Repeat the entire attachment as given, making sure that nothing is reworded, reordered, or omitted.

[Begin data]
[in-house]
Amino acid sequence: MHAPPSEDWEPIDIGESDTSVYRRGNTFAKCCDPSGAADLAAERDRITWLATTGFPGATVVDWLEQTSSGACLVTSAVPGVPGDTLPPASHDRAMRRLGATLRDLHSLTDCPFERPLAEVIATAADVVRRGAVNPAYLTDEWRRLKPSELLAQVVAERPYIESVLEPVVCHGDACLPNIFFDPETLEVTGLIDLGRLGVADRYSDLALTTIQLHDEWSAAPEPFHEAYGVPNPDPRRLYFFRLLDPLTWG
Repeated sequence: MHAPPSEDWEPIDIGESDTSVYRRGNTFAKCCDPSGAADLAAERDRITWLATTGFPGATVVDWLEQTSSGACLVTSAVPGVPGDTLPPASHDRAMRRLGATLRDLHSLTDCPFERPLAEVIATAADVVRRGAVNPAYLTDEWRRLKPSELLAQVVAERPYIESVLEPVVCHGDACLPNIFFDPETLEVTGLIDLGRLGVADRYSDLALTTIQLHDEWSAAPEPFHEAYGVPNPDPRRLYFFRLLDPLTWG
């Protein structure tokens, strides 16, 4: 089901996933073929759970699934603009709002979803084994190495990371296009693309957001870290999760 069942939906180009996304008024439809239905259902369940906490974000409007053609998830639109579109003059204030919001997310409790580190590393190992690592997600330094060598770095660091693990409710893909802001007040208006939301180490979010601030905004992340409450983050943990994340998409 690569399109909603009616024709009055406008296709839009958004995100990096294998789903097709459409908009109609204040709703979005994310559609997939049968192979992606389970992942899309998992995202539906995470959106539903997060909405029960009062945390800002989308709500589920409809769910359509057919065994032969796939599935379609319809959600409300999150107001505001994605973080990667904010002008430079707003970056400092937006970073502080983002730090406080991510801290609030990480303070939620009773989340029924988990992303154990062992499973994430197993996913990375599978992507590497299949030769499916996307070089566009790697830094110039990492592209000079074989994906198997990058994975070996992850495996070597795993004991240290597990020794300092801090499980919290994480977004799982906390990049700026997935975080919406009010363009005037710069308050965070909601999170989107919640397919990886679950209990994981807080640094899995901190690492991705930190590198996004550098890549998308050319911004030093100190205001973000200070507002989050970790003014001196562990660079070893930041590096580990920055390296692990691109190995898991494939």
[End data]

[in-house]
Amino acid sequence: MHAPPSEDWEPIDIGESDTSVYRRGNTFAKCCDPSGAADLAAERDRITWLATTGFPGATVVDWLEQTSSGACLVTSAVPGVPGDTLPPASHDRAMRRLGATLRDLHSLTDCPFERPLAEVIATAADVVRRGAVNPAYLTDEWRRLKPSELLAQVVAERPYIESVLEPVVCHGDACLPNIFFDPETLEVTGLIDLGRLGVADRYSDLALTTIQLHDEWSAAPEPFHEAYGVPNPDPRRLYFFRLLDPLTWG
Repeated sequence: MHAPPSEDWEPIDIGESDTSVYRRGNTFAKCCDPSGAADLAAERDRITWLATTGFPGATVVDWLEQTSSGACLVTSAVPGVPGDTLPPASHDRAMRRLGATLRDLHSLTDCPFERPLAEVIATAADVVRRGAVNPAYLTDEWRRLKPSELLAQVVAERPYIESVLEPVVCHGDACLPNIFFDPETLEVTGLIDLGRLGVADRYSDLALTTIQLHDEWSAAPEPFHEAYGVPNPDPRRLYFFRLLDPLTWG
């Protein structure tokens, strides 16, 4: 089901996933073929759970699934603009709002979803084994190495990371296009693309957001870290999760 069942939906180009996304008024439809239905259902369940906490974000409007053609998830639109579109003059204030919001997310409790580190590393190992690592997600330094060598770095660091693990409710893909802001007040208006939301180490979010601030905004992340409450983050943990994340998409 690569399109909603009616024709009055406008296709839009958004995100990096294998789903097709459409908009109609204040709703979005994310559609997939049968192979992606389970992942899309998992995202539906995470959106539903997060909405029960009062945390800002989308709500589920409809769910359509057919065994032969796939599935379609319809959600409300999150107001505001994605973080990667904010002008430079707003970056400092937006970073502080983002730090406080991510801290609030990480303070939620009773989340029924988990992303154990062992499973994430197993996913990375599978992507590497299949030769499916996307070089566009790697830094110039990492592209000079074989994906198997990058994975070996992850495996070597795993004991240290597990020794300092801090499980919290994480977004799982906390990049700026997935975080919406009010363009005037710069308050965070909601999170989107919640397919990886679950209990994981807080640094899995901190690492991705930190590198996004550098890549998308050319911004030093100190205001973000200070507002989050970790003014001196562990660079070893930041590096580990920055390296692990691109190995898991494939």